Here’s the recommended alignment for light rail to Pineville and Ballantyne

At last week’s Metropolitan Transit Commission (MTC) meeting, CATS staff shared their recommendations for extending the LYNX Blue Line light rail to Pineville and Ballantyne. Read on to learn details of the proposed alignment and how CATS used public input to guide their recommendations!

Rapid Transit Image

(CATS staff recommendations for light rail (blue) and bus rapid transit (red). (image: CATS)

First of all, you may be wondering how this came to be. The original 2030 Transit Plan didn’t include a southern extension of the Blue Line beyond I-485. Why not? Twenty years ago when the Blue Line was being planned, the Town of Pineville declined to have a station. Leaders and residents alike feared that having light rail in their town would drive dense development, change its character, and increase traffic.

Fast forward to the present day. Attitudes and interests have changed! Pineville’s population more than doubled and traffic is oppressively heavy, yet there’s no light rail and few easy options for getting around without a car. During the LYNX System Update and Regional Transit Engagement Series last year, there was a lot of interest from the public to have rapid transit in Pineville and Ballantyne. Then in October, the Town of Pineville passed a Resolution of Support to extend light rail to Pineville and Ballantyne. Pineville Mayor Jack Edwards continues to be a strong voice for light rail.

As a result, the MTC voted for CATS to study the possibilities for making this extension happen. CATS held 3 rounds of public engagement and established some key study goals:

  1. Connect major employment / commercial areas in Pineville and Ballantyne to the CATS system with high-quality transit to increase access for residents living elsewhere in the region.
  2. Use transit as a catalyst to promote attractive urban / mixed-use development at major opportunity areas in Pineville and in Ballantyne, specifically including Carolina Place Mall and Ballantyne Corporate Park.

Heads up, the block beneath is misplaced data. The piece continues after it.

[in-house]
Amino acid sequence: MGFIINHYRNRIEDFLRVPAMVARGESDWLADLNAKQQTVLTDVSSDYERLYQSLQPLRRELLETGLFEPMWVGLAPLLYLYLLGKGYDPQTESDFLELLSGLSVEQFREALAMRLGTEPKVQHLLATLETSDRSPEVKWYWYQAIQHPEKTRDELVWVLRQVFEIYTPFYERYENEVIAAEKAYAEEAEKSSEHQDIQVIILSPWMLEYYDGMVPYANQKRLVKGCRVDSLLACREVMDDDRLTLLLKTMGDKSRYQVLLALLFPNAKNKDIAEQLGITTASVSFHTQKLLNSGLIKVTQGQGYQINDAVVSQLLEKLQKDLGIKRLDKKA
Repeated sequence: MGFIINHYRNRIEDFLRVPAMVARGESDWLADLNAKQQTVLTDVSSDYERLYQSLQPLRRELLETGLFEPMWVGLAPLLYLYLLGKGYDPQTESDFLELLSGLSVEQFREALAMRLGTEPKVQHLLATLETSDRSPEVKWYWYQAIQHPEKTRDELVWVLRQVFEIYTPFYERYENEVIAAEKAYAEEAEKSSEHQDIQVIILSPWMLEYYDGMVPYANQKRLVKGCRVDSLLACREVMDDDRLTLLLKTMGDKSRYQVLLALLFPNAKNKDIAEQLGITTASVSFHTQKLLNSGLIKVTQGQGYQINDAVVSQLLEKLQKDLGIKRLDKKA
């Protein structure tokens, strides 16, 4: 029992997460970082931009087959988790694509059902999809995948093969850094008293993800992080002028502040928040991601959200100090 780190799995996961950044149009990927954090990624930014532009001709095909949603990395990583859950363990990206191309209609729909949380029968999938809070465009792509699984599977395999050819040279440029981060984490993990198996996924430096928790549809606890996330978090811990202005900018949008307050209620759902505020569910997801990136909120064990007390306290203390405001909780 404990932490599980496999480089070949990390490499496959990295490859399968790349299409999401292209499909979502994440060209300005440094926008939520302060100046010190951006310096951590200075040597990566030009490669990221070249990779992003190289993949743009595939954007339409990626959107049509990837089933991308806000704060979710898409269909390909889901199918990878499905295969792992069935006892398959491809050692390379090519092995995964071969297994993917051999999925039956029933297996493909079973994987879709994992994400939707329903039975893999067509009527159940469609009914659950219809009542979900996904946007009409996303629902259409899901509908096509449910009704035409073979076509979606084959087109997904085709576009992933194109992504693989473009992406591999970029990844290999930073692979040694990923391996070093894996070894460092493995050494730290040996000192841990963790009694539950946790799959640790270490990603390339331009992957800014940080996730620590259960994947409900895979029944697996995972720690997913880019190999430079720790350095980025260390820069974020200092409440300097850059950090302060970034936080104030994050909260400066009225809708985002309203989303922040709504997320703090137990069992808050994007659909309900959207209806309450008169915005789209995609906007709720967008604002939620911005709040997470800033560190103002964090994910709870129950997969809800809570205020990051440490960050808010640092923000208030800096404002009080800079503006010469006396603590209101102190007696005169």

3. Increase overall corridor capacity by providing additional access points to the transit system in congested corridors such as I-485 and Johnston Road.

Public opinion showed that Carolina Place Mall (rather than downtown Pineville) is the primary desired destination in Pineville, and destinations in Ballantyne on either side of Johnston Rd / 521 are evenly split. Next, CATS planners removed options with major challenges or barriers including floodways, wetlands, a burial ground, a major power corridor, and areas lacking station-area development opportunities.

Where will the Blue Line go?

The final staff recommendation is to extend the Blue Line light rail to Carolina Place Mall and to the Ballantyne Corporate Park. This will require close coordination with the Town of Pineville and ownership of the Ballantyne Corporate Park. Of course this project — and the entire 2030 Transit Plan — will require a new funding source to become feasible.

We’re excited that CATS is taking a decisive approach by recommending the extension of light rail transit into an area that needs more transportation choices and connectivity to the rest of Mecklenburg County! There’s a huge amount of land around both of these destinations that has potential to be re-imagined and re-developed to be more walkable.

Residents and people who work in Pineville and Ballantyne also need mobility solutions within the next decade before light rail can be built. Fortunately, the CATS recommendation includes a shorter-term plan to bring more transit to these areas by beginning bus rapid transit (BRT) to Ballantyne Corporate Park when the I-485 express lanes open.

How will transit connect South Carolina to the Charlotte area?

See that dotted red line extending to the south on the map above? This study also resulted in a staff recommendation to evaluate rapid transit corridors to York and Lancaster Counties as part of the Regional Transit Study. When asked at the MTC meeting if the Blue Line could be extended even further to the south than Ballantyne, CATS CEO John Lewis explained that light rail lines shouldn’t be longer than about 25 miles. The existing Blue Line is 19.3 miles from its northern terminus on the UNCC campus to its southern terminus at the I-485 station. With the additional extension into Ballantyne, the Blue Line will be at its maximum efficient length. Staff recommends further study to determine the best alignment and mode (possibly light rail, BRT, express bus or something else) for transit into South Carolina, but it likely won’t be a further extension of the Blue Line.

Want to learn more?

Follow along with the Pineville / Ballantyne study process on the CATS website. To see first-hand how transit decisions are made, come to the next monthly meeting of the Metropolitan Transit Commission. They’re normally held at 5:30pm on the fourth Wednesday of each month in room 267 of the Charlotte Mecklenburg Government Center. If you want to share your thoughts with the MTC delegates, you can sign up with the clerk to speak for up to 3 minutes during the public comment period at the beginning of the meeting. We attend these meetings and share the outcomes with you, so say hi to our staff if you come!

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